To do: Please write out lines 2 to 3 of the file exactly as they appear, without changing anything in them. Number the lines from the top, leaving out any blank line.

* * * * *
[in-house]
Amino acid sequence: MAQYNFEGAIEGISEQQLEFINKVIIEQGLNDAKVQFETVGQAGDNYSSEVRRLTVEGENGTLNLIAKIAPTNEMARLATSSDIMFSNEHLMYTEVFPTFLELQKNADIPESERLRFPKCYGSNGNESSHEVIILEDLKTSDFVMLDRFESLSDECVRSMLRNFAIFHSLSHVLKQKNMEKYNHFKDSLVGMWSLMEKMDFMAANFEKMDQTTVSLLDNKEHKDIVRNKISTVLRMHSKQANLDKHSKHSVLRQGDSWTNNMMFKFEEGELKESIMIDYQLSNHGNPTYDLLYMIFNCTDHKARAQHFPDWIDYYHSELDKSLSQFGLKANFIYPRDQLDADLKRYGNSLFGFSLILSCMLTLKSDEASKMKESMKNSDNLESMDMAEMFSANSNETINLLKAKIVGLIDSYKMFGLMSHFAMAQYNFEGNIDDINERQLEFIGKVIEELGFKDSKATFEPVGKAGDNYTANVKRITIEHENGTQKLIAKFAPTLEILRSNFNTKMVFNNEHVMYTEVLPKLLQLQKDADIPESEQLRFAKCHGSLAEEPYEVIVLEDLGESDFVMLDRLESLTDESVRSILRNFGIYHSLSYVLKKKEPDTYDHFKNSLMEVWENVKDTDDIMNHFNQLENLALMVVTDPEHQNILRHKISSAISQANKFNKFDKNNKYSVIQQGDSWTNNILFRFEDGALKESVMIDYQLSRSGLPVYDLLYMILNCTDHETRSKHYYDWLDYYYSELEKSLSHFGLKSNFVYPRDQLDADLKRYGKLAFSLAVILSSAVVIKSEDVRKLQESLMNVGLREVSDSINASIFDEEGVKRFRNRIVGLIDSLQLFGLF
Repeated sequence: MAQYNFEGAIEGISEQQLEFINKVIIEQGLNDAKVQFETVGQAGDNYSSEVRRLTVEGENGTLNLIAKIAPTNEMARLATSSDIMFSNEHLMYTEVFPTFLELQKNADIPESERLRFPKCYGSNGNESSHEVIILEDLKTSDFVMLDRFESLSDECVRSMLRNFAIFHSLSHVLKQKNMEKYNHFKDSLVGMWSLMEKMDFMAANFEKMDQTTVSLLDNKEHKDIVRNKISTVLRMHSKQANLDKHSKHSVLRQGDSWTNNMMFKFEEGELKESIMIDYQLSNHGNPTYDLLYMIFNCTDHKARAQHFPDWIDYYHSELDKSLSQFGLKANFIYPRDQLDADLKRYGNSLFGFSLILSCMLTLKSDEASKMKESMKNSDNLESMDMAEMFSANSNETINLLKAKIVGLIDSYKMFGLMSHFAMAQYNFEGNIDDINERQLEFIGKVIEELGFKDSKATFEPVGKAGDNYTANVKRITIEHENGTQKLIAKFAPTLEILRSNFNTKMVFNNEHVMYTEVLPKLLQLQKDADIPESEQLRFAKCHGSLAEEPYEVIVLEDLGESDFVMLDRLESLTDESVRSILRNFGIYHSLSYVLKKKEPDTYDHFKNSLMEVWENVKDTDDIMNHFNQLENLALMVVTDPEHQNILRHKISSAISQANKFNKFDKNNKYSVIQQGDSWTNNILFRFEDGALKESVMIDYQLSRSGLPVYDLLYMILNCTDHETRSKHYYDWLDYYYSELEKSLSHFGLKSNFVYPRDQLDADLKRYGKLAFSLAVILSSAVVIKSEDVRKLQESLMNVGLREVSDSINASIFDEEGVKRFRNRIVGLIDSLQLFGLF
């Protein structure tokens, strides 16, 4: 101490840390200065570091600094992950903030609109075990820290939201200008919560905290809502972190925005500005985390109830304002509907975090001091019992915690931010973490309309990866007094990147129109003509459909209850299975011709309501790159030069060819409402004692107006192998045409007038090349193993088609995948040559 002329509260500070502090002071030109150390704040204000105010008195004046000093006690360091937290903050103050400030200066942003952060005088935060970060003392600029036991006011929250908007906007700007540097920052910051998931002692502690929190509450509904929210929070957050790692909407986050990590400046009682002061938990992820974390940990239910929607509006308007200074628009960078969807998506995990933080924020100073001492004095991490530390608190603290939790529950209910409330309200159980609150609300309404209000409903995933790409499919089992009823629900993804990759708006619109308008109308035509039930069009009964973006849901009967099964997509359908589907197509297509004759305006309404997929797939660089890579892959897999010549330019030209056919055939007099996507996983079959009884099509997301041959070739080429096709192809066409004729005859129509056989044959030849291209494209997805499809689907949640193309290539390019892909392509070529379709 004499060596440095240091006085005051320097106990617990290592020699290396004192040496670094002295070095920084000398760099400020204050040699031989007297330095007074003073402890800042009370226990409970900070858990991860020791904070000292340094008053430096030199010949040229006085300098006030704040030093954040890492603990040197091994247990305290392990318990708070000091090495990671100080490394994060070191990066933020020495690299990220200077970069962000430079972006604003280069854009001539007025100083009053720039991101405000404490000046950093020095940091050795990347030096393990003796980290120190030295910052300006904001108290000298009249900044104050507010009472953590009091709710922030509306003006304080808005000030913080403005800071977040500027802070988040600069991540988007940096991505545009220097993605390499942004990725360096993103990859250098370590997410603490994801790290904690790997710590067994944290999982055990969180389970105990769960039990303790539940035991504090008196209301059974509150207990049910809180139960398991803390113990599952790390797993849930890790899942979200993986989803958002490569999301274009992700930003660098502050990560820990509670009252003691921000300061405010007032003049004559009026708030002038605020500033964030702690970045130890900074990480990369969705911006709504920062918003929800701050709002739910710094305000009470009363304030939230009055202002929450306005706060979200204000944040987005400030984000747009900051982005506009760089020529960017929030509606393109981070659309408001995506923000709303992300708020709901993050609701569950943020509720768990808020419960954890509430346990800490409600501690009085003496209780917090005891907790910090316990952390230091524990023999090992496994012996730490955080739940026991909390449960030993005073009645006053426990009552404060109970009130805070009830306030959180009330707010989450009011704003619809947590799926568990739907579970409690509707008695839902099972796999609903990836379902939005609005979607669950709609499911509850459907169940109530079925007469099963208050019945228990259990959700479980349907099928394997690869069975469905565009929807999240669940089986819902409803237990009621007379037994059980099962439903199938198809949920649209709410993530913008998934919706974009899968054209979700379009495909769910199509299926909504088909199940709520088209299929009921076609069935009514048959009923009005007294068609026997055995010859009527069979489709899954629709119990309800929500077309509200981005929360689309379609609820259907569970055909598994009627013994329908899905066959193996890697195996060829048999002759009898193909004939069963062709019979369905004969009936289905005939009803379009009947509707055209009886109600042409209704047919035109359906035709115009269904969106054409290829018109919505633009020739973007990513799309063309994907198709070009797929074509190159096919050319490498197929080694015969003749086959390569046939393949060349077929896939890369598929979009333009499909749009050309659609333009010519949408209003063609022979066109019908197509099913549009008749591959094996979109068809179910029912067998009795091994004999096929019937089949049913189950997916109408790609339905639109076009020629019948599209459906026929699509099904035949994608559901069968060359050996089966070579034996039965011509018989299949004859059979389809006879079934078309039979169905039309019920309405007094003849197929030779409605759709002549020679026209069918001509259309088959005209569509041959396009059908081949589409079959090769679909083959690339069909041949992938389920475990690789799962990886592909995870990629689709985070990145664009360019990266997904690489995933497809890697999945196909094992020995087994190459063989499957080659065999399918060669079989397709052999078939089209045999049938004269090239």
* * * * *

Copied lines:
Amino acid sequence: MAQYNFEGAIEGISEQQLEFINKVIIEQGLNDAKVQFETVGQAGDNYSSEVRRLTVEGENGTLNLIAKIAPTNEMARLATSSDIMFSNEHLMYTEVFPTFLELQKNADIPESERLRFPKCYGSNGNESSHEVIILEDLKTSDFVMLDRFESLSDECVRSMLRNFAIFHSLSHVLKQKNMEKYNHFKDSLVGMWSLMEKMDFMAANFEKMDQTTVSLLDNKEHKDIVRNKISTVLRMHSKQANLDKHSKHSVLRQGDSWTNNMMFKFEEGELKESIMIDYQLSNHGNPTYDLLYMIFNCTDHKARAQHFPDWIDYYHSELDKSLSQFGLKANFIYPRDQLDADLKRYGNSLFGFSLILSCMLTLKSDEASKMKESMKNSDNLESMDMAEMFSANSNETINLLKAKIVGLIDSYKMFGLMSHFAMAQYNFEGNIDDINERQLEFIGKVIEELGFKDSKATFEPVGKAGDNYTANVKRITIEHENGTQKLIAKFAPTLEILRSNFNTKMVFNNEHVMYTEVLPKLLQLQKDADIPESEQLRFAKCHGSLAEEPYEVIVLEDLGESDFVMLDRLESLTDESVRSILRNFGIYHSLSYVLKKKEPDTYDHFKNSLMEVWENVKDTDDIMNHFNQLENLALMVVTDPEHQNILRHKISSAISQANKFNKFDKNNKYSVIQQGDSWTNNILFRFEDGALKESVMIDYQLSRSGLPVYDLLYMILNCTDHETRSKHYYDWLDYYYSELEKSLSHFGLKSNFVYPRDQLDADLKRYGKLAFSLAVILSSAVVIKSEDVRKLQESLMNVGLREVSDSINASIFDEEGVKRFRNRIVGLIDSLQLFGLF
Repeated sequence: MAQYNFEGAIEGISEQQLEFINKVIIEQGLNDAKVQFETVGQAGDNYSSEVRRLTVEGENGTLNLIAKIAPTNEMARLATSSDIMFSNEHLMYTEVFPTFLELQKNADIPESERLRFPKCYGSNGNESSHEVIILEDLKTSDFVMLDRFESLSDECVRSMLRNFAIFHSLSHVLKQKNMEKYNHFKDSLVGMWSLMEKMDFMAANFEKMDQTTVSLLDNKEHKDIVRNKISTVLRMHSKQANLDKHSKHSVLRQGDSWTNNMMFKFEEGELKESIMIDYQLSNHGNPTYDLLYMIFNCTDHKARAQHFPDWIDYYHSELDKSLSQFGLKANFIYPRDQLDADLKRYGNSLFGFSLILSCMLTLKSDEASKMKESMKNSDNLESMDMAEMFSANSNETINLLKAKIVGLIDSYKMFGLMSHFAMAQYNFEGNIDDINERQLEFIGKVIEELGFKDSKATFEPVGKAGDNYTANVKRITIEHENGTQKLIAKFAPTLEILRSNFNTKMVFNNEHVMYTEVLPKLLQLQKDADIPESEQLRFAKCHGSLAEEPYEVIVLEDLGESDFVMLDRLESLTDESVRSILRNFGIYHSLSYVLKKKEPDTYDHFKNSLMEVWENVKDTDDIMNHFNQLENLALMVVTDPEHQNILRHKISSAISQANKFNKFDKNNKYSVIQQGDSWTNNILFRFEDGALKESVMIDYQLSRSGLPVYDLLYMILNCTDHETRSKHYYDWLDYYYSELEKSLSHFGLKSNFVYPRDQLDADLKRYGKLAFSLAVILSSAVVIKSEDVRKLQESLMNVGLREVSDSINASIFDEEGVKRFRNRIVGLIDSLQLFGLF